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No visit to Istanbul would be complete without a trip to the Grand Bazaar. I was expecting this to be a cacophony of noise and hassling market stall holders but was pleasantly surprised by my peaceful shopping experience. The indoor market is huge, and a maze of side alleys and hallways – it is so easy to get lost, especially when distracted by the colourful pottery and glassware, sparkling gold jewellery and intricate carpets.


We left Istanbul wistfully wishing we had booked more time here. We didn’t make it to the famous Galata bridge for fresh fish, or to the Asian side of the city. We barely grazed the surface of this exciting, fascinating city which drew us in and earned our adoration almost instantly. I have saved some Turkish Lira and we plan to return sometime soon!

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Anzac Day at Gallipoli 2015: “Lest we forget”

_MG_4909Every year as children attending school in New Zealand, we learned about Anzac Day. This story which has so strongly influenced our cultural and national identity is entrenched in the minds and hearts of every New Zealander, evidenced by the crowds which turn up to dawn ceremonies all over the country every April 25th.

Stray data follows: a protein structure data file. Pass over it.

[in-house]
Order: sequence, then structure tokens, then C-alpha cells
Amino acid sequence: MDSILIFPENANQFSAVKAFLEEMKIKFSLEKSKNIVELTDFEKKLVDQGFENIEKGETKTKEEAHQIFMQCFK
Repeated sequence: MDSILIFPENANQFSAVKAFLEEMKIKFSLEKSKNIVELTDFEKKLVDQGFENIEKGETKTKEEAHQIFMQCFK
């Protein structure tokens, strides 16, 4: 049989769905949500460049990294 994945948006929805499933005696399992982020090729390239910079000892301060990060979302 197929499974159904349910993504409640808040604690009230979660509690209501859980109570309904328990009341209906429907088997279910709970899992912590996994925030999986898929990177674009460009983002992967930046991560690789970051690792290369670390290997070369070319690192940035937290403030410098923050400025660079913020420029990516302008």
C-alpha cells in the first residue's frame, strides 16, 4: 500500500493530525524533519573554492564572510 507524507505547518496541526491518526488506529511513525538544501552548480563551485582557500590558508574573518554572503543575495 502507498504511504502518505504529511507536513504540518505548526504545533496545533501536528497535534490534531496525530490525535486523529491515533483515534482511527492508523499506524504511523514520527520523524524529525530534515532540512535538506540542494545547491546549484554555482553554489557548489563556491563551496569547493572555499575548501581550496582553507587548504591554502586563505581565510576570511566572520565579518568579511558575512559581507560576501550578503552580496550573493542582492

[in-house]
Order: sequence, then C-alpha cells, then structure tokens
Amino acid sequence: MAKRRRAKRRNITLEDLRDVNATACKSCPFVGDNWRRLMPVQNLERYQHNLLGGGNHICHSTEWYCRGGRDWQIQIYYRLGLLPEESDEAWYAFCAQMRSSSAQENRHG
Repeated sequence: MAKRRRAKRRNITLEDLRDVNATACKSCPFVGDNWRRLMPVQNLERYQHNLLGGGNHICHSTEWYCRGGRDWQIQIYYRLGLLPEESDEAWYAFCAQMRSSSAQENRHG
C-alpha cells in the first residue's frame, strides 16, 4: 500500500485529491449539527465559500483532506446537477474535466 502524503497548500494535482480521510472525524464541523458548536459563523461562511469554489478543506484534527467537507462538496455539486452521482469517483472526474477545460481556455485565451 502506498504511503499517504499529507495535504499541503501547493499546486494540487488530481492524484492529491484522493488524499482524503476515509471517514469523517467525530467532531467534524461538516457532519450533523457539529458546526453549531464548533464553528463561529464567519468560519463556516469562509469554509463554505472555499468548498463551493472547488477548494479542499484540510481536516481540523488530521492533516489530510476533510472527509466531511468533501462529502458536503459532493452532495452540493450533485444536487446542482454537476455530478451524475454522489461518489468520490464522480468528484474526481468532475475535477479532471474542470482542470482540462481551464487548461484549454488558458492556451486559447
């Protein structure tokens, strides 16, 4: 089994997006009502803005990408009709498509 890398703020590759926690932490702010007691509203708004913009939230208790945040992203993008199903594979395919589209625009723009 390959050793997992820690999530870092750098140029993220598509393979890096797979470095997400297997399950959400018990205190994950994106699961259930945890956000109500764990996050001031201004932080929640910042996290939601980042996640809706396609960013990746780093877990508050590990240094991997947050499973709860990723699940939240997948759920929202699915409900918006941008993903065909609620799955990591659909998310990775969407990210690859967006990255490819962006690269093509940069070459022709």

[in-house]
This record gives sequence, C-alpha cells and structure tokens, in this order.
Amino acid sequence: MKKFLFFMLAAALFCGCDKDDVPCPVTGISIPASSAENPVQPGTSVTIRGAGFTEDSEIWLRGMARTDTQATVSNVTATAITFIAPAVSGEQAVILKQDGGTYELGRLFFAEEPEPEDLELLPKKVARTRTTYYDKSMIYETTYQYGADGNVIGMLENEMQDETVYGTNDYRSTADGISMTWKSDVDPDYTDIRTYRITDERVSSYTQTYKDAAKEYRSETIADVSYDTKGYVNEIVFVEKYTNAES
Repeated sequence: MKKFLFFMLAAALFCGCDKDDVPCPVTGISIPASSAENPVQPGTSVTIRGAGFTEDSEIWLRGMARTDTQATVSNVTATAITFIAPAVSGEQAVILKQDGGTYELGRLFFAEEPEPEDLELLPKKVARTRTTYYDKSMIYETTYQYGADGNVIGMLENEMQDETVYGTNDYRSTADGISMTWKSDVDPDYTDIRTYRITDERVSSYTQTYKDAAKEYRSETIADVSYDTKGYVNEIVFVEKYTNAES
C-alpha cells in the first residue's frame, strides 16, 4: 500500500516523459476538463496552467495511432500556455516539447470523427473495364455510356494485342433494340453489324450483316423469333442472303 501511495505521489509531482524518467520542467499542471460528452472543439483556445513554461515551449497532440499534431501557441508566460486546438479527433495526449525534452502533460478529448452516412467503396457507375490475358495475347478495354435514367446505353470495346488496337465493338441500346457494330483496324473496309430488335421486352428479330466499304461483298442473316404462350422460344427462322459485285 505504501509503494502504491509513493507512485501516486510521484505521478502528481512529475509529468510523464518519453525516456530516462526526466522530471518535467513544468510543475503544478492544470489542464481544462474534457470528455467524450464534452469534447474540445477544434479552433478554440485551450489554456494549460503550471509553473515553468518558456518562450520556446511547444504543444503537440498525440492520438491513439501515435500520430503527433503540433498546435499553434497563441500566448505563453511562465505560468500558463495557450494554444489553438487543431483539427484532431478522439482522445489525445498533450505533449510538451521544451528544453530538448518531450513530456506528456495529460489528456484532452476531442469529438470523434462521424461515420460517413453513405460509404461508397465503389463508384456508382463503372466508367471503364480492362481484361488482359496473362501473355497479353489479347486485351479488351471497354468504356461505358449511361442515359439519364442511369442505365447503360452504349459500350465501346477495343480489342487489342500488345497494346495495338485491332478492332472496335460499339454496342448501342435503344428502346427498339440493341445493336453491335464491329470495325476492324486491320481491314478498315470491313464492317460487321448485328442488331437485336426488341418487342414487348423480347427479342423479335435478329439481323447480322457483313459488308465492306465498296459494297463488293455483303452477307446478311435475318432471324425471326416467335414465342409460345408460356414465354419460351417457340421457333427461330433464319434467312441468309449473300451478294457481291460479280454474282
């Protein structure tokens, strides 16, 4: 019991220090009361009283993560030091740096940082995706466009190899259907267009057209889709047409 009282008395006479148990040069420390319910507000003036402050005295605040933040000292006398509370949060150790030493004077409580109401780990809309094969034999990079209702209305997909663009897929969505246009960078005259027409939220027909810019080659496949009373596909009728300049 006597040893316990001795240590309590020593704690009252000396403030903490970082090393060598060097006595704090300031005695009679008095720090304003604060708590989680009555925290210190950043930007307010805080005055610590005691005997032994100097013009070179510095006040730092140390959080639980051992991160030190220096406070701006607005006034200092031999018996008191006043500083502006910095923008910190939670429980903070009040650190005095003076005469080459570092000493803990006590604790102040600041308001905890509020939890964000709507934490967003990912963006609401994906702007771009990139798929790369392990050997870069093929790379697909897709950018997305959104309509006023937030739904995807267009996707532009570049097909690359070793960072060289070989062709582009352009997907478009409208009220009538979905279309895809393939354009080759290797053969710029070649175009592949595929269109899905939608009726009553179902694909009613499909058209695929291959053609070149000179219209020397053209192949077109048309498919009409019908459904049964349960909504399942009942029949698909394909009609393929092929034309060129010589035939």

Anzac Day is not only a day to remember the fateful landings at Gallipoli, Turkey in 1915 and the brave campaign fought there for months on end by the New Zealand and Australian soldiers, but a day to honor all men and women who have served our country, defended our freedom, left their families and comfort to fight or peace-keep in far off lands and a day to celebrate who we are as a nation._MG_5030